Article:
Iron supplements help increase the iron reserves in the body. But who should buy them and what to expect from them? Read on to find out.
Iron supplements are ideal for people whose diets do not provide this mineral. Who really needs them? Aren’t they something you should consume often?
Iron is required for the formation of hemoglobin and red blood cells. Therefore, its deficiency can lead to complications. Read on to know more about it.
Causes of iron deficiency
When iron levels in the blood drop, the body has difficulty in carrying oxygen to tissues. Therefore, the main symptoms of this deficiency are weakness in the hands and feelings, fatigue, headache, pallor, and coldness. Therefore, these symptoms may indicate the presence of anemia.
As a result of this deficiency, you notice that the body’s work capacity and motor activity decrease. All this changes the immune system and thus the risk of disease increases. Also, low levels of this mineral contribute to a lack of vitamin A mobility in the liver.
Foods containing iron can help reduce the risk of anemia, but sometimes it is not enough.
When to take an iron supplement?
Fortunately, iron supplements can prevent or treat these complications once they start. They need to be part of a balanced diet for better results.
According to several studies, some population groups have more requirements for this mineral. It can be a result of malnutrition or human development stages associated with anemia, such as:
Pregnant women need more iron for themselves and their babies. If iron deficiency is severe during pregnancy, the risk of anemia increases. It should also be used if the child has a low birth weight, is born prematurely, or has a low red blood cell count in the early period.
The World Health Organization states that more than 40% of pregnant women in the world have anemia. This could indicate that half of this population is iron deficient.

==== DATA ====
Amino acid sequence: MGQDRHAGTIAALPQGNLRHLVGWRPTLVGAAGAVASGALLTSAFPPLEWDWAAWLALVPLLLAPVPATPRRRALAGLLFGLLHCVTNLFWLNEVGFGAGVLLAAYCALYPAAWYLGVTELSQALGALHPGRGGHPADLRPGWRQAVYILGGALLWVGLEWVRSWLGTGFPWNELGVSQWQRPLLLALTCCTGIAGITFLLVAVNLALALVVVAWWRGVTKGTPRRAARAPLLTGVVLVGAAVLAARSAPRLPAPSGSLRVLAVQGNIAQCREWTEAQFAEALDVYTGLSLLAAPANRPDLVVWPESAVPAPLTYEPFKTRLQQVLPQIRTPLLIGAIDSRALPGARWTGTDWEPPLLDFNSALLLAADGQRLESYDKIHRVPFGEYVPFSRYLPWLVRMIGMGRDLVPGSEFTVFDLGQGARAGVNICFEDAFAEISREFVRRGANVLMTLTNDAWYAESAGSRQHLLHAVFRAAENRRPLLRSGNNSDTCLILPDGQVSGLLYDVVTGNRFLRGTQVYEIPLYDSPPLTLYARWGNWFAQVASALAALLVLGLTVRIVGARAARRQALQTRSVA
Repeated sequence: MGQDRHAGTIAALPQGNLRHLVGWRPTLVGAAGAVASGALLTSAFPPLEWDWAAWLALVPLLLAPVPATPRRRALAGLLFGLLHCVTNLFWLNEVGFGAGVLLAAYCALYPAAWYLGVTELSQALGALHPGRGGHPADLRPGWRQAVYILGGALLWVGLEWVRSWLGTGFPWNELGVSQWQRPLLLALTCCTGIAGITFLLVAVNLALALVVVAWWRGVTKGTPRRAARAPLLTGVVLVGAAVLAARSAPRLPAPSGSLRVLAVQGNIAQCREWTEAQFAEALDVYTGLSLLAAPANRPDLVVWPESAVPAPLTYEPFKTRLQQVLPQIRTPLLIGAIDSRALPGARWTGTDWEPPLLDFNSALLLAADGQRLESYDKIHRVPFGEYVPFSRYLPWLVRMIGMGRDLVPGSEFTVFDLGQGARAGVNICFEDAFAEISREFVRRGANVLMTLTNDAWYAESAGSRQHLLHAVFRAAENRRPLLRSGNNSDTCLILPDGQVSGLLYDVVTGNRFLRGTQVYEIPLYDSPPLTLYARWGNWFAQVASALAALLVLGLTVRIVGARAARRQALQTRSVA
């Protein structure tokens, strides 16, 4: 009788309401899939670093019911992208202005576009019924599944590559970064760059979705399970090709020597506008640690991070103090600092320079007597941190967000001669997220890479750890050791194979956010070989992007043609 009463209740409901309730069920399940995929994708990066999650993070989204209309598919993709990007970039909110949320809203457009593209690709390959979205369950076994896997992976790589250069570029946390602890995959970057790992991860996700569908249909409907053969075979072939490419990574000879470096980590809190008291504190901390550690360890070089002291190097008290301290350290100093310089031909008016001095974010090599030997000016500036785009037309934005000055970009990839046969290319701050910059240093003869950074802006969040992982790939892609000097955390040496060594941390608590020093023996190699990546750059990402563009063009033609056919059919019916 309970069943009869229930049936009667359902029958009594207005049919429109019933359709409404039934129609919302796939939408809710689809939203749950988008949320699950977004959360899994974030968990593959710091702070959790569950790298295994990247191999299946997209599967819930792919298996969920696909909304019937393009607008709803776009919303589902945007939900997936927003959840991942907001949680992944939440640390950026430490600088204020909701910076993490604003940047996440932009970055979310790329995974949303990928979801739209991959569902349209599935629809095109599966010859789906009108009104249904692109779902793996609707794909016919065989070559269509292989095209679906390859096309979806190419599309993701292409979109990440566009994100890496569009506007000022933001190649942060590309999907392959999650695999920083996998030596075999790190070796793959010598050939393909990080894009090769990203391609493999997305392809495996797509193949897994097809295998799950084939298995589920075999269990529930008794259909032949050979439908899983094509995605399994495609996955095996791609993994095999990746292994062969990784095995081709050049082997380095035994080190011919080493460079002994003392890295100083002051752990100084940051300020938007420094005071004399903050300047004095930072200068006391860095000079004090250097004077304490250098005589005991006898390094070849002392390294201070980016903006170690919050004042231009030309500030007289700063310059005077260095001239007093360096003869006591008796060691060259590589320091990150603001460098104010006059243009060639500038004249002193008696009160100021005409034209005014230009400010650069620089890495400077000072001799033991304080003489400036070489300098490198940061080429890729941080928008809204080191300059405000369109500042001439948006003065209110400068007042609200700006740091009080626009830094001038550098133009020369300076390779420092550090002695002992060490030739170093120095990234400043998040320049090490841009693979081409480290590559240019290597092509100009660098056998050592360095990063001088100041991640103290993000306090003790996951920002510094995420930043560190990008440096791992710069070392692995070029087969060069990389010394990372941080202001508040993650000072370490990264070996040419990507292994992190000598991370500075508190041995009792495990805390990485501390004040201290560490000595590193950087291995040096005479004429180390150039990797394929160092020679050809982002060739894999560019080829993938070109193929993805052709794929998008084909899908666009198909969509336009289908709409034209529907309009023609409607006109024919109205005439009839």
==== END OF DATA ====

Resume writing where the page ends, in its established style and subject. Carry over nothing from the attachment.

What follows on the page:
Therefore, pregnant women and breastfeeding women should consult their doctors about the ideal supplement to prevent this problem. They can be prescribed in the form of drops or tablets. Severe cases will require an injection form, especially if the pregnant woman is experiencing uncontrollable vomiting.
2. Babies and young children
Iron deficiency can lead to delays in psychological development, social isolation, and reduced attention skills. In addition, if a sufficient amount of food containing this mineral is not included in the diet, this deficiency may develop in term babies.
3. Women and adolescents of ovulation age
Some women of reproductive age are prone to a deficiency of this nutrient. Generally, this is due to heavy menstrual bleeding. Therefore, iron losses are higher than other people.
In addition, adolescents have increased needs due to their developmental stage, and this is exacerbated during heavy menstrual periods. Total uterine bleeding in young women starting to see is a common cause of anemia.
4. Regular blood donors
These individuals are prone to iron deficiency, but they can prevent this by adhering to the optimal time interval between one donation and another.
5. Anemia due to chronic disease
According to various studies, chronic diseases such as rheumatoid arthritis, inflammatory bowel disease, gastrointestinal disorders, and certain types of cancer can interfere with the body’s ability to absorb and use iron. Therefore, people with these conditions often have insufficient iron.
Iron supplements should be prescribed by a doctor as they do not always help.
Things to consider when using iron supplements
Iron supplements are available in capsule, tablet, chewable, and liquid forms. Ferrous sulfate is the most common but there are other chemical forms such as gluconate and fumarate.
It is important to keep in mind that these are better absorbed when taken on an empty stomach. However, ingestion can cause stomach cramps, nausea, and diarrhea. To avoid these problems, take them with a small amount of food.
Additionally, calcium and antacids interfere with their absorption, so you should wait at least two hours before taking milk, cheese, raw vegetables, caffeine, and other medications. Conversely, types of vitamin C-containing foods such as citrus fruits and kiwi can promote more efficient iron absorption.
Routine blood tests are recommended to ensure iron deficiency. This method determines the exact red blood cell count and hemoglobin values. If necessary, it is also possible to measure iron concentrations in blood and carrier proteins.
Should you take an iron supplement?
These drugs are an effective strategy to increase body reserves, but their use is not suitable for everyone. Remember that ingestion of any substance not prescribed by a doctor is contraindicated, its overuse also leads to complications.
Additionally, it’s best to follow a well-balanced diet high in iron. Remember that supplements are not magic and do not represent the only strategy against anemia. Similarly, the decrease in red blood cells is not always due to iron deficiency.
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